Wound image analysis classifier for efficient tracking of wound healing status
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Wound image analysis classifier for efficient tracking of wound healing status

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Wounds are evolved by increase in number of damage tissues. The traditional way of assessing the wound ...

Wounds are evolved by increase in number of damage tissues. The traditional way of assessing the wound
healing status is to periodic measure of the area covered by the wound. This technique is tedious to
measure and periodic assessment is cumbersome. Basically healing status of the wound can be classified
as contact methods and non contact methods. The purpose of this research work is to accurately assess the
healing status of the wound .To accurately assess the wound, capturing of the wound images are the first
task to be performed. There are various tools like the photographic wound assessment tool (PWAT) to
acquire efficient wound images. Since the characteristics of different types of wounds (venous, pressure,
diabetic, and arterial ulcers) vary markedly, determining the reliability and validity of using the PWAT to
assess wound appearance for both chronic pressure ulcers and leg ulcers due to vascular insufficiency is
important. Segmenting the area of the wound from the wound image using efficient segmentation
techniques and preprocessing the segmented wound to reduce the noise using efficient filters and efficient
denoising techniques. Efficient classifiers are needed to classify the wound images. One among the
classifiers are the Wound Image Analysis Classifier (WIAC). Experimental evaluation has been made on
comparing various classifiers like SVM, KNN, WIAC.

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Wound image analysis classifier for efficient tracking of wound healing status Wound image analysis classifier for efficient tracking of wound healing status Document Transcript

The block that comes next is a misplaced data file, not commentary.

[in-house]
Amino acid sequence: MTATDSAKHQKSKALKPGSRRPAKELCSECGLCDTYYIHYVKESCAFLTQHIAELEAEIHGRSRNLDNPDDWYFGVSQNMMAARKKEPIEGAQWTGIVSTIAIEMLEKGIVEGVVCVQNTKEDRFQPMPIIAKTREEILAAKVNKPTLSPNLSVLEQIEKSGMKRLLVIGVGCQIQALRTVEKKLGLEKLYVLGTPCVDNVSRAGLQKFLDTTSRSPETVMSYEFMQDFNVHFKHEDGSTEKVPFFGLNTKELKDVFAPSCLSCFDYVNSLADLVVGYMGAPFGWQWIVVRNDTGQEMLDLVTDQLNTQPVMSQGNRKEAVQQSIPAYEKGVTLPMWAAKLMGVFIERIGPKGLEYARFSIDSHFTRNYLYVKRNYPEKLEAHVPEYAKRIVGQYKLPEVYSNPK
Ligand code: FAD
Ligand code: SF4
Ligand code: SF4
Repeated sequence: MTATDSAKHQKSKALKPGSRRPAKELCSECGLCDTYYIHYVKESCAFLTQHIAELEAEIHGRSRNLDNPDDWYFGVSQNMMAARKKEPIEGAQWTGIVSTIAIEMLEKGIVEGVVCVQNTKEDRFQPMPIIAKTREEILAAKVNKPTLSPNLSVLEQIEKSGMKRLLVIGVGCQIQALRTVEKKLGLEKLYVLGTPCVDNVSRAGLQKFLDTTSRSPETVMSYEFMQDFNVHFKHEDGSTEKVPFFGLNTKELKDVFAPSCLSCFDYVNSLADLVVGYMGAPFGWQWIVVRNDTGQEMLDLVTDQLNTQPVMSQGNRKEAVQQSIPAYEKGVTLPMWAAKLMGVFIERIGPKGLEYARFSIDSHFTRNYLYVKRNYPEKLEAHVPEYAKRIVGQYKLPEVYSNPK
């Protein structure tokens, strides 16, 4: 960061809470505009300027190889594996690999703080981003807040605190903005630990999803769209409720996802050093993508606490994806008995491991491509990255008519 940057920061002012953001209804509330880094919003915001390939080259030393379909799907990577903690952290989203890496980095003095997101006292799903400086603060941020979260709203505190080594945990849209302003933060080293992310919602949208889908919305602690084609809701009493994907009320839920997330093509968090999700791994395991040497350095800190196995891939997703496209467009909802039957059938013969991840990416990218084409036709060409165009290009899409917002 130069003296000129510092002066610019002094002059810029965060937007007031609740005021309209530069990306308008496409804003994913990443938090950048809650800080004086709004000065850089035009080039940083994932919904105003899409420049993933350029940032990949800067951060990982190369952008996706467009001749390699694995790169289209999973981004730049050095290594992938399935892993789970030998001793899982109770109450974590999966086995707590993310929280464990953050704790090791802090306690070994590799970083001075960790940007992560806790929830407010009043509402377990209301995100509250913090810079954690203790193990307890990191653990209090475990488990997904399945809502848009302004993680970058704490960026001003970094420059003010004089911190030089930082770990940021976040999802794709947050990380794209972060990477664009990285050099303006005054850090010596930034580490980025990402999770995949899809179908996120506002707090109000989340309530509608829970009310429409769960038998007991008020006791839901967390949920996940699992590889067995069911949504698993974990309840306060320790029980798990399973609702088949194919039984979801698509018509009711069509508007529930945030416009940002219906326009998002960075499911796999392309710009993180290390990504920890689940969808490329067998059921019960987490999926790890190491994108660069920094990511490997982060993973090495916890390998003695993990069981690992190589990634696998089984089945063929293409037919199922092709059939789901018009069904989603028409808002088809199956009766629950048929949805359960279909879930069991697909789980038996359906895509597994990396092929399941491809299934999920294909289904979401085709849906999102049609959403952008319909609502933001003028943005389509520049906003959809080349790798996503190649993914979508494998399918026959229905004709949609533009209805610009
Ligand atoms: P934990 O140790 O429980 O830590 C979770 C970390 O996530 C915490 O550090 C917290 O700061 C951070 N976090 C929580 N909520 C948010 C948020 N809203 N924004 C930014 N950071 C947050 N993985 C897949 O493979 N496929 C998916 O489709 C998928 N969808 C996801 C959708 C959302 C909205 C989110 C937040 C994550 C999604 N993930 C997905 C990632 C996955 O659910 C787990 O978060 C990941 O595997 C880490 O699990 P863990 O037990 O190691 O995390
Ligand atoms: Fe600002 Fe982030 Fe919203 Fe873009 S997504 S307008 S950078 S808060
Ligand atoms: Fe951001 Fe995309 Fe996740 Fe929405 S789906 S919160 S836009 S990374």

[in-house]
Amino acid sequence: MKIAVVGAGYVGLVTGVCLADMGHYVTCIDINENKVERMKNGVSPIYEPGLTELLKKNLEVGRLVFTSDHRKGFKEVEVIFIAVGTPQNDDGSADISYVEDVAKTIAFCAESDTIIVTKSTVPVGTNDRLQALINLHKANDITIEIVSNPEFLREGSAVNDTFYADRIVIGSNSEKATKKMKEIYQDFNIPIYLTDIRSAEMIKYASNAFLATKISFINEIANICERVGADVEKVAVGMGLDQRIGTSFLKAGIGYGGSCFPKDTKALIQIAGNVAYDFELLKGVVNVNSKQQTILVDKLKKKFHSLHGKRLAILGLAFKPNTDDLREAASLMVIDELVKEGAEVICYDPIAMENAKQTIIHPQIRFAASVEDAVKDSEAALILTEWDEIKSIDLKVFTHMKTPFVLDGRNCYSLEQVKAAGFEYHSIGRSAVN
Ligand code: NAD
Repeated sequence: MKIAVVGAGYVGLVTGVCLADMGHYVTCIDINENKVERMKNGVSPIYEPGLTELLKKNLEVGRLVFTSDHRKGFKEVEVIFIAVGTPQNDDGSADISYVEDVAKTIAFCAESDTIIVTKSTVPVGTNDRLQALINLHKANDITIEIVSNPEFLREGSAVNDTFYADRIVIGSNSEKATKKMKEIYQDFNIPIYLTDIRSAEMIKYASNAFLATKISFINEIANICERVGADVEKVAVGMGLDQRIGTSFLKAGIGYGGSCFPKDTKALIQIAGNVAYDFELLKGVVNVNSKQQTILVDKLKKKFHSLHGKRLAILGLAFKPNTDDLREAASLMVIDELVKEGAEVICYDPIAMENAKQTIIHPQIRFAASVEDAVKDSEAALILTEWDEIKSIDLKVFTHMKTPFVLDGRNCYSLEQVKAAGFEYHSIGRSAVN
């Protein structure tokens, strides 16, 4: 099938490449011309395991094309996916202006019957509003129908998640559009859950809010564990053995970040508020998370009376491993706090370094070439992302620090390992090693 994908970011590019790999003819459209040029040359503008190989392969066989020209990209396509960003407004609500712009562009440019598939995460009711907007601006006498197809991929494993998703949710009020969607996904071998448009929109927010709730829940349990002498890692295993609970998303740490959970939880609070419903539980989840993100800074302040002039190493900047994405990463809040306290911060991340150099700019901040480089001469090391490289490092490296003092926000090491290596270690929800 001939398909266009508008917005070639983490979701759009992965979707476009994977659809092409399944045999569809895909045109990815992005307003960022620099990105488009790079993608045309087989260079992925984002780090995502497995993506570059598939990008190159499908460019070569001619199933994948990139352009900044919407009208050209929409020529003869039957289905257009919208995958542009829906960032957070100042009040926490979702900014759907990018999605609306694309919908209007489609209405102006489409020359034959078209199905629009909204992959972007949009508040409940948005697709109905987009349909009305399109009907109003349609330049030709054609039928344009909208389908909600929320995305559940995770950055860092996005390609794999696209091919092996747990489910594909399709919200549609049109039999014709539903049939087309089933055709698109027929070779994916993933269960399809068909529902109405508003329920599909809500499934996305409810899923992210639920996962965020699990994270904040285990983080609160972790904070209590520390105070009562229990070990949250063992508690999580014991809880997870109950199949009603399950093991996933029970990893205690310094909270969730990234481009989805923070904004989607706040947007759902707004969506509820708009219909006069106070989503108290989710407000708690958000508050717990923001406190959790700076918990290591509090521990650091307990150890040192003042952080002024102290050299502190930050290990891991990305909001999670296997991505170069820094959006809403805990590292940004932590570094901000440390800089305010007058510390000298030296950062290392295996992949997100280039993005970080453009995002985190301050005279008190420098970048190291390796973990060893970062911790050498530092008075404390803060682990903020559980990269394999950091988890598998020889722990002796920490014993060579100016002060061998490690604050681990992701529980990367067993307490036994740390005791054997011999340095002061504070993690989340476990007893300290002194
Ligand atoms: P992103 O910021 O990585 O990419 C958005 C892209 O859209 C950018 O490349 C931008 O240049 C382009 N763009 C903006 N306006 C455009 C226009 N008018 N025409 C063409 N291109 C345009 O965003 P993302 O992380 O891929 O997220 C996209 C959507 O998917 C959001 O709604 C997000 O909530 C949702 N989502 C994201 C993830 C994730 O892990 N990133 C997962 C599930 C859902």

• Signal & Image Processing : An International Journal (SIPIJ) Vol.5, No.2, April 2014 DOI : 10.5121/sipij.2014.5202 15 WOUND IMAGE ANALYSIS CLASSIFIER FOR EFFICIENT TRACKING OF WOUND HEALING STATUS K. Sundeep Kumar1 and B. Eswara Reddy2 1 Associate professor, Department of Information Science & Engineering, SEA CET, Bangalore, India 2 Professor, Department of Computer Science & Engineering, JNTUA College of Engineering, Anantapur, AndhraPradesh, India ABSTRACT Wounds are evolved by increase in number of damage tissues. The traditional way of assessing the wound healing status is to periodic measure of the area covered by the wound. This technique is tedious to measure and periodic assessment is cumbersome. Basically healing status of the wound can be classified as contact methods and non contact methods. The purpose of this research work is to accurately assess the healing status of the wound .To accurately assess the wound, capturing of the wound images are the first task to be performed. There are various tools like the photographic wound assessment tool (PWAT) to acquire efficient wound images. Since the characteristics of different types of wounds (venous, pressure, diabetic, and arterial ulcers) vary markedly, determining the reliability and validity of using the PWAT to assess wound appearance for both chronic pressure ulcers and leg ulcers due to vascular insufficiency is important. Segmenting the area of the wound from the wound image using efficient segmentation techniques and preprocessing the segmented wound to reduce the noise using efficient filters and efficient denoising techniques. Efficient classifiers are needed to classify the wound images. One among the classifiers are the Wound Image Analysis Classifier (WIAC). Experimental evaluation has been made on comparing various classifiers like SVM, KNN, WIAC. KEYWORDS Skin, Wound types, Filtering, Segmentation, Classification 1. INTRODUCTION An accurate and thorough wound assessment is an essential component of optimal wound care. A wound assessment serves two important purposes:1) to determine wound severity in order to predict expected rate of wound healing and develop a comprehensive plan of care and 2) to act as a reliable outcome measure that can be used to assess the effectiveness of a given wound treatment program. A key parameter that should be included in a wound assessment is the measurement of wound extent [5]. Several methods of determining wound size have been developed and validated including wound depth [3], surface area [6],[7] length and width [8] and volume[9]. These methods have been compared. And although each method of estimating wound size has inherent strengths and weaknesses, those used to determine wound surface area, rather